Episode 140: Building a Business as a Side Hustler with Kelly McClellan

Business as a side hustler

It’s no secret how much I love those bosses who are side hustling to build their business while working a full-time job. And, in this episode, I’m sharing a story of one of my fave side hustlers Kelly McClellan and her journey of building her business on a very limited schedule.

One thing I don’t talk about very much here on the show is that while I freelanced for years and years, I also had a side business. As a result, I have a special place in my heart for anyone with a side gig as I know how challenging it can be and just how committed you need to be. I’m thrilled to introduce you to leadership coach and consultant Kelly McClellan.

 

Here’s a bit about Kelly:

Kelly McClellan’s mission is to help women find their confidence and create a life and career that they love. Equal parts coach, consultant, and cheerleader, Kelly works with women who are looking to take their personal and professional selves to the next level.

Having spent many years in training and development in both financial services and healthcare, she left the corporate world to focus on helping others on a more personal level. Since taking this path, she joined the team at University of MN Carlson School of Management as a career coach, became a certified coach via International Coaching Federation, and opened kellymcclellan.com to provide customized coaching to women leaders and teams. Kelly has completed over 2,500 individual coaching sessions and has led numerous local and national leadership and career workshops.

When she is not empowering women, you can find this mom of four kickboxing to her favorite AC/DC playlist, running around town with soccer-mom duties, or binge-watching her DVR’d shows while indulging in a little strawberry Haagen-Dazs. She also makes a killer margarita.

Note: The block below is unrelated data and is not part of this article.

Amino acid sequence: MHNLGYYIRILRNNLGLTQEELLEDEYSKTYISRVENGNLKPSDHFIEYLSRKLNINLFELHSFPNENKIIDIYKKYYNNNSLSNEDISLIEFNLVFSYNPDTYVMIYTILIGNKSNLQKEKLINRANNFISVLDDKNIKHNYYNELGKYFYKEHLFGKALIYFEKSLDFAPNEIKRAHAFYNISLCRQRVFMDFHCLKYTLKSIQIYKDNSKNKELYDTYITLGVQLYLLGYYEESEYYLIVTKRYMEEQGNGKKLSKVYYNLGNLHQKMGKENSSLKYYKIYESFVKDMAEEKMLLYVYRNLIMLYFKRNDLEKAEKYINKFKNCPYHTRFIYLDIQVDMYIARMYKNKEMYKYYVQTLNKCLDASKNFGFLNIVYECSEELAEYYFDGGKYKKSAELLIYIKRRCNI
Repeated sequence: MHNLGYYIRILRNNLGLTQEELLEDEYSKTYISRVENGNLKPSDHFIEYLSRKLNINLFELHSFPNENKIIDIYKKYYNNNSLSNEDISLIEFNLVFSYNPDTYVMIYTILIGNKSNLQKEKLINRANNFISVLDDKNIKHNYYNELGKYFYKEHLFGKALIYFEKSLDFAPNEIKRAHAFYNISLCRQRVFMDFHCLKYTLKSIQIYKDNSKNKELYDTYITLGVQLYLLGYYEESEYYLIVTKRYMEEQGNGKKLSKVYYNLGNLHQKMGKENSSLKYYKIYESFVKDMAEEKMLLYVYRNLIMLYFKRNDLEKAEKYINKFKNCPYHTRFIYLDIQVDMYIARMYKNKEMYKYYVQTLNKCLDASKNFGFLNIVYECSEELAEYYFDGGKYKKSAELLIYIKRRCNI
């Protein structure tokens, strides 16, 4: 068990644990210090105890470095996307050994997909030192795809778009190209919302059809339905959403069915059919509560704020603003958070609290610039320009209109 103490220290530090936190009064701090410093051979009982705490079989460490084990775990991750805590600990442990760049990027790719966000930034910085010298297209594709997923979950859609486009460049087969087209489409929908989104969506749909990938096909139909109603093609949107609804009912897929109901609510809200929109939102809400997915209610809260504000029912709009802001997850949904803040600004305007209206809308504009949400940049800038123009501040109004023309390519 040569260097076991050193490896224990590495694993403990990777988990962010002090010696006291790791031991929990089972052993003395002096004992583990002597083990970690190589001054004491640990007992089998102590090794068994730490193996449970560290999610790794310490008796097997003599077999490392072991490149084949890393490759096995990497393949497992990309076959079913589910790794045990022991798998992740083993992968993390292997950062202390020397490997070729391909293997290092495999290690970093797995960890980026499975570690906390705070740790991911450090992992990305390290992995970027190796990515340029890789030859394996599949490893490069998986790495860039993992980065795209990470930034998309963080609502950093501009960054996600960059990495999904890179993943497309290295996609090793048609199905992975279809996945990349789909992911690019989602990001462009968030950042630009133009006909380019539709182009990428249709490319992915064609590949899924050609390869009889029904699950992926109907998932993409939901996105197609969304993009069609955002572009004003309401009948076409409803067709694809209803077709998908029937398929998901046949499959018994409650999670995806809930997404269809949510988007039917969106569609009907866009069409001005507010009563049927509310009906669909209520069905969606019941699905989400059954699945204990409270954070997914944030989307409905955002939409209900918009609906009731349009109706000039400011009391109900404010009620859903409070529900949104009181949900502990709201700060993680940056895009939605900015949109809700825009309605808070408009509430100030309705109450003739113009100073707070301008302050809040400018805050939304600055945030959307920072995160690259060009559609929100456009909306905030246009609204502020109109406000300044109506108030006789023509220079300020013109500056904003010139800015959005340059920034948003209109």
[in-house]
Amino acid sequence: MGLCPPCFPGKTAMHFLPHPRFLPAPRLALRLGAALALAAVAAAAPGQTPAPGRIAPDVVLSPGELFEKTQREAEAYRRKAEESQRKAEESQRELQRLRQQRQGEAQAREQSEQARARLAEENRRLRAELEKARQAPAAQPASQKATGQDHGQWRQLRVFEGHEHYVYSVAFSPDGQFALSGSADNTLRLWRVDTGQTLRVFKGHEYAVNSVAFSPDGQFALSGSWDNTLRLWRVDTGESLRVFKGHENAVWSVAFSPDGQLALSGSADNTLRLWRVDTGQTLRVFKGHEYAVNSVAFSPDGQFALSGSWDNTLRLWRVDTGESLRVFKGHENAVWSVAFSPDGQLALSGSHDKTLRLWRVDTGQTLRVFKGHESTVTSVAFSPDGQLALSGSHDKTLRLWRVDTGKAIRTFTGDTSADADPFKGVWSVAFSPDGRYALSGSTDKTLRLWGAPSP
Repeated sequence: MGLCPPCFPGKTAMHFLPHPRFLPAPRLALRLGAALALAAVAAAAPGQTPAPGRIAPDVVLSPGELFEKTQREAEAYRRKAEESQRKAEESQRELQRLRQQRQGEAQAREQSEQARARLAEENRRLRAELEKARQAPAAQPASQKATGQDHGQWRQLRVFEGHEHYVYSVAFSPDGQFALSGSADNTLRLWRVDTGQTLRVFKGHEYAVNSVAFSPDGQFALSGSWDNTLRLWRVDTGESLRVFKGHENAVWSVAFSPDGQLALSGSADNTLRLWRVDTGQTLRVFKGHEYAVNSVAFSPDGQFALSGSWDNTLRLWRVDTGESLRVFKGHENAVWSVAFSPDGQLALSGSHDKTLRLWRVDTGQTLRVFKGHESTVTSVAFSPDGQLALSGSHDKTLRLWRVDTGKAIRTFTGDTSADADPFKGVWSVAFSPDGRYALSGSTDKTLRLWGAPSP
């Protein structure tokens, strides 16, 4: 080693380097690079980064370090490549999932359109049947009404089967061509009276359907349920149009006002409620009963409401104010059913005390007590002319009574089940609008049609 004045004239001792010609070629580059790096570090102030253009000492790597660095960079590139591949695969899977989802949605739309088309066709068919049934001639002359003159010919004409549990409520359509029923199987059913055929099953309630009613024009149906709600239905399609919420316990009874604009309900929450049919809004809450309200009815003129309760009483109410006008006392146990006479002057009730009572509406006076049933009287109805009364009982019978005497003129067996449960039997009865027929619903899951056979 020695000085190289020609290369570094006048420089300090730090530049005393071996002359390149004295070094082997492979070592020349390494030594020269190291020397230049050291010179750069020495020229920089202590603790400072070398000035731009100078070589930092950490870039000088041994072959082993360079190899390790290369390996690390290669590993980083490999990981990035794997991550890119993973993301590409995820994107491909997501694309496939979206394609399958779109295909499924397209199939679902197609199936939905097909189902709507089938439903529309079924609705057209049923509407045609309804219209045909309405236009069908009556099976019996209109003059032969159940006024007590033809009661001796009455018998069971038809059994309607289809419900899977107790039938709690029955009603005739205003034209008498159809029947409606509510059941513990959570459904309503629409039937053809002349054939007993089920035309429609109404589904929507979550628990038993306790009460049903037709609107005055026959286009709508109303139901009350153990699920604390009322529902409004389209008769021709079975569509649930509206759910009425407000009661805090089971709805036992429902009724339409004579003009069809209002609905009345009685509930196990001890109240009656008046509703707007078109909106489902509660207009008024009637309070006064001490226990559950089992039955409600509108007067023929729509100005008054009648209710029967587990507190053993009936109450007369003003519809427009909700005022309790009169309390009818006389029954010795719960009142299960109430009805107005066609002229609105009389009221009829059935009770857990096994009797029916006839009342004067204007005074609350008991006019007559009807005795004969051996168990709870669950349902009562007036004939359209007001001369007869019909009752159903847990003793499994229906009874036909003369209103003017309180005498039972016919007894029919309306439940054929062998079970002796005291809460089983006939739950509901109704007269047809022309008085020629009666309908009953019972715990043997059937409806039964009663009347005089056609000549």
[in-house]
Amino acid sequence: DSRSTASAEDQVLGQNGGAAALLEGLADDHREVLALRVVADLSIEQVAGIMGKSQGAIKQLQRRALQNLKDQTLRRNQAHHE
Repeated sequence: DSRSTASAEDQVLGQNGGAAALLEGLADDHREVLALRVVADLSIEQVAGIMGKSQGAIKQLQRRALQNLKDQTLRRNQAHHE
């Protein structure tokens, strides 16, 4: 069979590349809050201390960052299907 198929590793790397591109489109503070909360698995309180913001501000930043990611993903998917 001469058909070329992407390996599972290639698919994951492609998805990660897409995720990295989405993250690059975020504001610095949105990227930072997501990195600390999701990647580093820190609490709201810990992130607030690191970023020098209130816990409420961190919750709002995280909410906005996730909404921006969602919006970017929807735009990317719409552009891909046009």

Tell us about your business and how you make money.

  • I have a coaching and consulting business where I focus predominantly on women who are professionals.
  • It could be an individual contributor looking to enhance their career and grow into leadership.
  • It could be a leader who is looking to become a more effective leader.
  • It could also be someone (in both of the previous cases) that is looking to make a transition of some sort. This could be someone who is unhappy in the current role and looking for something new.
  • There are some business owners that come into play now and then, but it’s generally somebody who’s in an inspiring leader role or a leader (who’s not a small business owner).

 

What kind of services do you offer?

  • My services are generally one-on-one coaching.
  • I don’t tend to do group work because I find that most people want that personalized experience.
  • I work with someone on a month-to-month basis for a particular goal they have in mind.
  • I do paid speaking as well, and that’s where I get most of my work from.

 

How did you start your business?

  • I have wanted to be an entrepreneur for many years, and it was always something that was put off to the side.
  • Two things had happened in a very short period of time.
    • One was a magazine quote that said, “The time will never be perfect. Start now.”
    • The second thing was that I was at a conference, and there was a woman who was speaking, and I thought, “I could totally do that.”
  • I called my personal accountant to see what I needed to do to set up a business.
  • Within a couple of days, I had the skeleton of a business.

 

Your business is a side hustle. How do you balance that with a day job?

  • I’m one of those people that tend to be better when I’m comfortably busy.
  • I put in about 3-5 hours a week, and that definitely varies depending on how busy my day job is.
  • There are some weeks I can do 5-8 hours a week where I can work on the more proactive things.
  • My day job is very accommodating, and I’m really fortunate in that respect. I can do a quick call with you and do a podcast, or call a client to finalize details for something. I’ve got the flexibility to do that.

 

You have a lot of commitments. You have the business, you have your day job, you have your family. How do you fit that all together?

  • I try to be forgiving to myself and try to be flexible in my week-to-week.
  • I look ahead and see where I have time to insert a meeting or time to write some copy.